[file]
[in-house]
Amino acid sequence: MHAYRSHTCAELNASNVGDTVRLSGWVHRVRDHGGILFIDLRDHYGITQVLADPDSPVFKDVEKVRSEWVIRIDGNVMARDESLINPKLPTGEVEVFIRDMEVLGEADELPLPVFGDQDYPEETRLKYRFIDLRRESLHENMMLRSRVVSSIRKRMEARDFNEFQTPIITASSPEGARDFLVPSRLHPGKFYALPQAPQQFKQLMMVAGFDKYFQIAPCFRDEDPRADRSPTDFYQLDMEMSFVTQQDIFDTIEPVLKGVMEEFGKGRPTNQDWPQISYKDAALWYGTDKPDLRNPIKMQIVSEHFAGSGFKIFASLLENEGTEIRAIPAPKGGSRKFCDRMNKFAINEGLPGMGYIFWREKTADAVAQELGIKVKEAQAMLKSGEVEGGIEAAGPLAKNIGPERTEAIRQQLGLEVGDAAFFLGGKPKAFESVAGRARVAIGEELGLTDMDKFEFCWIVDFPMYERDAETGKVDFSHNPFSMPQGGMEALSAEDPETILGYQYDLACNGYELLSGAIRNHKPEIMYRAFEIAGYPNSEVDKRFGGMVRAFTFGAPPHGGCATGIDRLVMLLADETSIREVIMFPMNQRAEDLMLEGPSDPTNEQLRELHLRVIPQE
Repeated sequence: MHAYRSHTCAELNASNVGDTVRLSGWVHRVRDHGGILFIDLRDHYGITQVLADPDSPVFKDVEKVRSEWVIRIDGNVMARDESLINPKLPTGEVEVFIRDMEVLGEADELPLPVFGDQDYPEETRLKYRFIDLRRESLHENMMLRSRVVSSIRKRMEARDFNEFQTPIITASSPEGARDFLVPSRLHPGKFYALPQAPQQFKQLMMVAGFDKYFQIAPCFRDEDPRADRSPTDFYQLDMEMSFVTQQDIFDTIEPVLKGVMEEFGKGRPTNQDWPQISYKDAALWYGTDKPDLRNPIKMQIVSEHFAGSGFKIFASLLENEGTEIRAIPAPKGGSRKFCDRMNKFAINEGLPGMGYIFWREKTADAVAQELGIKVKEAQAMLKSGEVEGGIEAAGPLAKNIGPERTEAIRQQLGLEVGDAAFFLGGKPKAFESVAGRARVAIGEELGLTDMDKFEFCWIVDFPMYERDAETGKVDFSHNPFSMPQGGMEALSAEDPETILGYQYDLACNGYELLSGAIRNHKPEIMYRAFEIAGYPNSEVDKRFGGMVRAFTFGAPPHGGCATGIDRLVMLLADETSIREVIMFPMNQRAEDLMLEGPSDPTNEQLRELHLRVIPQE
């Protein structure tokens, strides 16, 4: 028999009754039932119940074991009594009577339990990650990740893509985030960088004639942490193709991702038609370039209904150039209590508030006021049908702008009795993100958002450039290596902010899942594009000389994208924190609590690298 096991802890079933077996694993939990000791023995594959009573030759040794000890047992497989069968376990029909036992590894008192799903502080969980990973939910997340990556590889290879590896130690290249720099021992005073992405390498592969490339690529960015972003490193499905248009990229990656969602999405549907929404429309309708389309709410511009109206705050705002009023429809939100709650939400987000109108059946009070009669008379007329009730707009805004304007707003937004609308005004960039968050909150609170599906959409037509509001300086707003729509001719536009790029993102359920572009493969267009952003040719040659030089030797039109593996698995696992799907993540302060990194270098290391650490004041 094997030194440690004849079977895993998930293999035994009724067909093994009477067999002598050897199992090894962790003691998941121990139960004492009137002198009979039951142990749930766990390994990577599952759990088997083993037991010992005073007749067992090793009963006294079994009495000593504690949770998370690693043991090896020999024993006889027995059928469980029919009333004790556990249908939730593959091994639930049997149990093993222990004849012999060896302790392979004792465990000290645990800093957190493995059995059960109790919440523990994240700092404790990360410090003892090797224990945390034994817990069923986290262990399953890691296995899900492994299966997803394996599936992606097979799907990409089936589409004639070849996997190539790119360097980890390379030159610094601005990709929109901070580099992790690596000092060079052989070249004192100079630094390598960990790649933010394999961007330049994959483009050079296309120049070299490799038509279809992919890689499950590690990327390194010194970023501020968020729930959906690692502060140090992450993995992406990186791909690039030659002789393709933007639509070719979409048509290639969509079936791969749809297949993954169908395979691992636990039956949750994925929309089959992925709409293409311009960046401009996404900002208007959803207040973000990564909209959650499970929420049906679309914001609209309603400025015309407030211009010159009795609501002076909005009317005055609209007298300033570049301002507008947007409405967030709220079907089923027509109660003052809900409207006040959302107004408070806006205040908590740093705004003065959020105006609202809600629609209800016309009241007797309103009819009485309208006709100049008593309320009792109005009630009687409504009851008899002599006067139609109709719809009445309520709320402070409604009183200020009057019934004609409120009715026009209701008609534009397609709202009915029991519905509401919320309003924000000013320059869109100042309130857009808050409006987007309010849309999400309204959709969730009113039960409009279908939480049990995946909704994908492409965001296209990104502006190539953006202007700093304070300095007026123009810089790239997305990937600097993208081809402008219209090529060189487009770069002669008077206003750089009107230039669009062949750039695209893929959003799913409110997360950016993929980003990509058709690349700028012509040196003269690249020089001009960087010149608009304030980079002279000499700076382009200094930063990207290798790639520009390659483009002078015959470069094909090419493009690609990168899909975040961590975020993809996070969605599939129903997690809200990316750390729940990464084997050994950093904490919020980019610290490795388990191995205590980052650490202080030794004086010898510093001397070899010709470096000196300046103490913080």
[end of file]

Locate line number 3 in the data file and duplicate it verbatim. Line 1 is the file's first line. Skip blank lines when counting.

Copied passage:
Repeated sequence: MHAYRSHTCAELNASNVGDTVRLSGWVHRVRDHGGILFIDLRDHYGITQVLADPDSPVFKDVEKVRSEWVIRIDGNVMARDESLINPKLPTGEVEVFIRDMEVLGEADELPLPVFGDQDYPEETRLKYRFIDLRRESLHENMMLRSRVVSSIRKRMEARDFNEFQTPIITASSPEGARDFLVPSRLHPGKFYALPQAPQQFKQLMMVAGFDKYFQIAPCFRDEDPRADRSPTDFYQLDMEMSFVTQQDIFDTIEPVLKGVMEEFGKGRPTNQDWPQISYKDAALWYGTDKPDLRNPIKMQIVSEHFAGSGFKIFASLLENEGTEIRAIPAPKGGSRKFCDRMNKFAINEGLPGMGYIFWREKTADAVAQELGIKVKEAQAMLKSGEVEGGIEAAGPLAKNIGPERTEAIRQQLGLEVGDAAFFLGGKPKAFESVAGRARVAIGEELGLTDMDKFEFCWIVDFPMYERDAETGKVDFSHNPFSMPQGGMEALSAEDPETILGYQYDLACNGYELLSGAIRNHKPEIMYRAFEIAGYPNSEVDKRFGGMVRAFTFGAPPHGGCATGIDRLVMLLADETSIREVIMFPMNQRAEDLMLEGPSDPTNEQLRELHLRVIPQE